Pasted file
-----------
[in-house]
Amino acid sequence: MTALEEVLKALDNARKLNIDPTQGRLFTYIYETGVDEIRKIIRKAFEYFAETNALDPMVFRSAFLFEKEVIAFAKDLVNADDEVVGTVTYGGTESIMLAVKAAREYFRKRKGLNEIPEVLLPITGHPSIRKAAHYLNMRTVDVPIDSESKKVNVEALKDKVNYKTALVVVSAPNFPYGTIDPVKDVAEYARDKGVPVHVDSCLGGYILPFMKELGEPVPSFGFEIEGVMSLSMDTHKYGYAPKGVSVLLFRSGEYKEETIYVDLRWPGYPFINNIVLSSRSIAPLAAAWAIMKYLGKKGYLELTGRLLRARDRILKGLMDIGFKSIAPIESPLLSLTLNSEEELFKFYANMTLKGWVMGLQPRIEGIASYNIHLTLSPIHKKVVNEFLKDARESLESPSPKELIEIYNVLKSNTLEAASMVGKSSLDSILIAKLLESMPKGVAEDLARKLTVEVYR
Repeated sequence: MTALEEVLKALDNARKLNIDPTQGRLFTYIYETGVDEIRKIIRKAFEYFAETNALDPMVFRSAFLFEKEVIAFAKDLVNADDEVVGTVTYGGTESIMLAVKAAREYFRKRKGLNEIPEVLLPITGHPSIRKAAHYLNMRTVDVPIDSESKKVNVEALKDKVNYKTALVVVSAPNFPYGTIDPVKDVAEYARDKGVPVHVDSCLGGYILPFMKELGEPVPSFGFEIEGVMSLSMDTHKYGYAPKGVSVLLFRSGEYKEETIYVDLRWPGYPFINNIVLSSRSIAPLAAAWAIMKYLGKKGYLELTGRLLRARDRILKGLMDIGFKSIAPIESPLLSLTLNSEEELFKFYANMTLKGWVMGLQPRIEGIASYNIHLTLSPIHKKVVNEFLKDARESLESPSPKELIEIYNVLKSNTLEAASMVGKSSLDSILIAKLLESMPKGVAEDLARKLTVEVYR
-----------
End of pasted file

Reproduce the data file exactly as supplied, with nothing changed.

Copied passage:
[in-house]
Amino acid sequence: MTALEEVLKALDNARKLNIDPTQGRLFTYIYETGVDEIRKIIRKAFEYFAETNALDPMVFRSAFLFEKEVIAFAKDLVNADDEVVGTVTYGGTESIMLAVKAAREYFRKRKGLNEIPEVLLPITGHPSIRKAAHYLNMRTVDVPIDSESKKVNVEALKDKVNYKTALVVVSAPNFPYGTIDPVKDVAEYARDKGVPVHVDSCLGGYILPFMKELGEPVPSFGFEIEGVMSLSMDTHKYGYAPKGVSVLLFRSGEYKEETIYVDLRWPGYPFINNIVLSSRSIAPLAAAWAIMKYLGKKGYLELTGRLLRARDRILKGLMDIGFKSIAPIESPLLSLTLNSEEELFKFYANMTLKGWVMGLQPRIEGIASYNIHLTLSPIHKKVVNEFLKDARESLESPSPKELIEIYNVLKSNTLEAASMVGKSSLDSILIAKLLESMPKGVAEDLARKLTVEVYR
Repeated sequence: MTALEEVLKALDNARKLNIDPTQGRLFTYIYETGVDEIRKIIRKAFEYFAETNALDPMVFRSAFLFEKEVIAFAKDLVNADDEVVGTVTYGGTESIMLAVKAAREYFRKRKGLNEIPEVLLPITGHPSIRKAAHYLNMRTVDVPIDSESKKVNVEALKDKVNYKTALVVVSAPNFPYGTIDPVKDVAEYARDKGVPVHVDSCLGGYILPFMKELGEPVPSFGFEIEGVMSLSMDTHKYGYAPKGVSVLLFRSGEYKEETIYVDLRWPGYPFINNIVLSSRSIAPLAAAWAIMKYLGKKGYLELTGRLLRARDRILKGLMDIGFKSIAPIESPLLSLTLNSEEELFKFYANMTLKGWVMGLQPRIEGIASYNIHLTLSPIHKKVVNEFLKDARESLESPSPKELIEIYNVLKSNTLEAASMVGKSSLDSILIAKLLESMPKGVAEDLARKLTVEVYR